The findings and conclusions in this report are those of the authors and do not necessarily represent the official position of the Centers for Disease Control and Prevention.
Reporting quality of search methods in systematic reviews of HIV behavioral interventions (2000–2010): are the searches clearly explained, systematic and reproducible?
Article first published online: 8 OCT 2013
Published 2013. This article is a U.S. Government work and is in the public domain in the USA.
Research Synthesis Methods
Volume 5, Issue 2, pages 116–130, June 2014
How to Cite
Mullins, M. M., DeLuca, J. B., Crepaz, N. and Lyles, C. M. (2014), Reporting quality of search methods in systematic reviews of HIV behavioral interventions (2000–2010): are the searches clearly explained, systematic and reproducible?. Res. Synth. Method, 5: 116–130. doi: 10.1002/jrsm.1098
- Issue published online: 16 JUN 2014
- Article first published online: 8 OCT 2013
- Manuscript Accepted: 1 SEP 2013
- Manuscript Revised: 21 AUG 2013
- Manuscript Received: 17 APR 2012
- search reporting;
- reproducibility of results;
- systematic search;
- systematic review;
- literature review;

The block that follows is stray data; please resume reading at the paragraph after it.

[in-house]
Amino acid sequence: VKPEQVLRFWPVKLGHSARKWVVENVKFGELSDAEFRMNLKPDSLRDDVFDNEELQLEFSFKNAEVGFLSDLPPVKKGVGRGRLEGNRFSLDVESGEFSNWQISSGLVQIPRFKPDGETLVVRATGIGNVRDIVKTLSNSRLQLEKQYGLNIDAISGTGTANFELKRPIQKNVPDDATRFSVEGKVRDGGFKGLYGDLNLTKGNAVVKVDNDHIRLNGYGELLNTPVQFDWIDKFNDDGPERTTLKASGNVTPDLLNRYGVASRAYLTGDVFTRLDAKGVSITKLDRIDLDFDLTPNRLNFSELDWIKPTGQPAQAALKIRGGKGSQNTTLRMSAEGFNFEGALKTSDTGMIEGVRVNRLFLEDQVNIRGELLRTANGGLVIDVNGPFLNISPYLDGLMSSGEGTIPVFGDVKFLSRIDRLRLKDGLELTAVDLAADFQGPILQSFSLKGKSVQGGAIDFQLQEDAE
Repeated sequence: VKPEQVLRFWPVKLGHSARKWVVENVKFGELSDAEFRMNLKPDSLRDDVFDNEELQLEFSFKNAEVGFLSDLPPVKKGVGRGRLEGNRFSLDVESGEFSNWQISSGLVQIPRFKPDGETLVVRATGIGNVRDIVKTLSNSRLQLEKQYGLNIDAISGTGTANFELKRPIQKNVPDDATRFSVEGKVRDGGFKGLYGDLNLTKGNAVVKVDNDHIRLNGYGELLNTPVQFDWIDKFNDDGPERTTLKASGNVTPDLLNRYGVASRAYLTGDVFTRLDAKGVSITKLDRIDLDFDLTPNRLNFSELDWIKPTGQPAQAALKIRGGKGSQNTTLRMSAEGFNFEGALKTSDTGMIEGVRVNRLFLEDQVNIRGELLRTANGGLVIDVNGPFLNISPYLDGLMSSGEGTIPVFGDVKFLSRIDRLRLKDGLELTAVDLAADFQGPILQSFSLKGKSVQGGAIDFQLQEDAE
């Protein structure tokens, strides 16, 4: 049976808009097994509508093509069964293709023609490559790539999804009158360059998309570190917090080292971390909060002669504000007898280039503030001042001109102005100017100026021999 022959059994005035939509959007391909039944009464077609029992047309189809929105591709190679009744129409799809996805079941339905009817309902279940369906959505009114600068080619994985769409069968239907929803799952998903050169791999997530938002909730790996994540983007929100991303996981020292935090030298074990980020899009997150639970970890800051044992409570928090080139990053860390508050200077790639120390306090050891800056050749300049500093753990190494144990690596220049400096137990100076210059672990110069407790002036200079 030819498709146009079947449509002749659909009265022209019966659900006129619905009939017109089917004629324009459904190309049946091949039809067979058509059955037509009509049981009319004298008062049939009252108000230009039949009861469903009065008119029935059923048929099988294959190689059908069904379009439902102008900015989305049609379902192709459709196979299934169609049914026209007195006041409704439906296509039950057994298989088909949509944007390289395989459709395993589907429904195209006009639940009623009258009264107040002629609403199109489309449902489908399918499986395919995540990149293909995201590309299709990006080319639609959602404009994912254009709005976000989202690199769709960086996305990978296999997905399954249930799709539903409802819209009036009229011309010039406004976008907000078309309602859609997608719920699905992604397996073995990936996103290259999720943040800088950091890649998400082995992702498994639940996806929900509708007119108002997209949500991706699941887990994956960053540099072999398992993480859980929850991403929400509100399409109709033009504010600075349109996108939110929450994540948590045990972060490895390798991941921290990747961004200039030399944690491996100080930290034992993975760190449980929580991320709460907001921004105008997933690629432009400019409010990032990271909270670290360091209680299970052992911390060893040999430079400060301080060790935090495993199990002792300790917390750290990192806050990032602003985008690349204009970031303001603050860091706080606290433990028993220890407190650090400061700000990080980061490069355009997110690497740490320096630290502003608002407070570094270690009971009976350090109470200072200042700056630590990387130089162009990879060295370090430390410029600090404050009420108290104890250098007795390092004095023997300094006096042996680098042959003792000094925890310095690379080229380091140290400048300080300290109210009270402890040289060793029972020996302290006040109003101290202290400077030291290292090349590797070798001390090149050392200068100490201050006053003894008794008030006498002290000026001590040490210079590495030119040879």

Systematic reviews are an essential tool for researchers, prevention providers and policy makers who want to remain current with the evidence in the field. Systematic review must adhere to strict standards, as the results can provide a more objective appraisal of evidence for making scientific decisions than traditional narrative reviews. An integral component of a systematic review is the development and execution of a comprehensive systematic search to collect available and relevant information. A number of reporting guidelines have been developed to ensure quality publications of systematic reviews. These guidelines provide the essential elements to include in the review process and report in the final publication for complete transparency. We identified the common elements of reporting guidelines and examined the reporting quality of search methods in HIV behavioral intervention literature. Consistent with the findings from previous evaluations of reporting search methods of systematic reviews in other fields, our review shows a lack of full and transparent reporting within systematic reviews even though a plethora of guidelines exist. This review underscores the need for promoting the completeness of and adherence to transparent systematic search reporting within systematic reviews. Published 2013. This article is a U.S. Government work and is in the public domain in the USA.